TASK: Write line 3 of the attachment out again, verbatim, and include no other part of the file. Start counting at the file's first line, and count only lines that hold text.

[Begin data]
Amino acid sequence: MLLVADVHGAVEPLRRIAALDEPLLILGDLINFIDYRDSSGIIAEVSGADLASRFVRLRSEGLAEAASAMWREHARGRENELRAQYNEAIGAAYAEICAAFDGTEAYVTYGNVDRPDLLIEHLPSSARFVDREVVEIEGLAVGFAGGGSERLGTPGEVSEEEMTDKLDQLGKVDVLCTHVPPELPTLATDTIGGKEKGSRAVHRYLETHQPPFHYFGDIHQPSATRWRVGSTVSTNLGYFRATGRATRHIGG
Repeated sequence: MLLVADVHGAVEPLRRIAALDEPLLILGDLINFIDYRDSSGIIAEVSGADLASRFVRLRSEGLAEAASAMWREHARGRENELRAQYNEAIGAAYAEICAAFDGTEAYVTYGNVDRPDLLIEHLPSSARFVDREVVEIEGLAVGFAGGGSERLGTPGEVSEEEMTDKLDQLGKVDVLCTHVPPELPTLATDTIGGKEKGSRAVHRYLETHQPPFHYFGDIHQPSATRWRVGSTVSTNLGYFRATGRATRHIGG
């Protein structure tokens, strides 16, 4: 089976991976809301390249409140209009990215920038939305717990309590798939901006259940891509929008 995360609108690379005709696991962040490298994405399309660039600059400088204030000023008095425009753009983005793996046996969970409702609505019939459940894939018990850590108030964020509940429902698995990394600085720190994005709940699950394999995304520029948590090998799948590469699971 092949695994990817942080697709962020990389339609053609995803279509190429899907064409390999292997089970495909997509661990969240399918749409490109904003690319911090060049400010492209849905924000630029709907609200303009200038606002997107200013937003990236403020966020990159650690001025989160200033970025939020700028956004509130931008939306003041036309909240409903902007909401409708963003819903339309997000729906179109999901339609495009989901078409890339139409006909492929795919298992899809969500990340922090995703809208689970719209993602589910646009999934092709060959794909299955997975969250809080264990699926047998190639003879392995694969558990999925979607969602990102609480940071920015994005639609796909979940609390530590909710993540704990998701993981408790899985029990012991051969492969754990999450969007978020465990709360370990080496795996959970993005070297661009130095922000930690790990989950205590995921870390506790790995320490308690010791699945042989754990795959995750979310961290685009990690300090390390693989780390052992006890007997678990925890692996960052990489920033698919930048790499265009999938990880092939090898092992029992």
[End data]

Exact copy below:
């Protein structure tokens, strides 16, 4: 089976991976809301390249409140209009990215920038939305717990309590798939901006259940891509929008 995360609108690379005709696991962040490298994405399309660039600059400088204030000023008095425009753009983005793996046996969970409702609505019939459940894939018990850590108030964020509940429902698995990394600085720190994005709940699950394999995304520029948590090998799948590469699971 092949695994990817942080697709962020990389339609053609995803279509190429899907064409390999292997089970495909997509661990969240399918749409490109904003690319911090060049400010492209849905924000630029709907609200303009200038606002997107200013937003990236403020966020990159650690001025989160200033970025939020700028956004509130931008939306003041036309909240409903902007909401409708963003819903339309997000729906179109999901339609495009989901078409890339139409006909492929795919298992899809969500990340922090995703809208689970719209993602589910646009999934092709060959794909299955997975969250809080264990699926047998190639003879392995694969558990999925979607969602990102609480940071920015994005639609796909979940609390530590909710993540704990998701993981408790899985029990012991051969492969754990999450969007978020465990709360370990080496795996959970993005070297661009130095922000930690790990989950205590995921870390506790790995320490308690010791699945042989754990795959995750979310961290685009990690300090390390693989780390052992006890007997678990925890692996960052990489920033698919930048790499265009999938990880092939090898092992029992």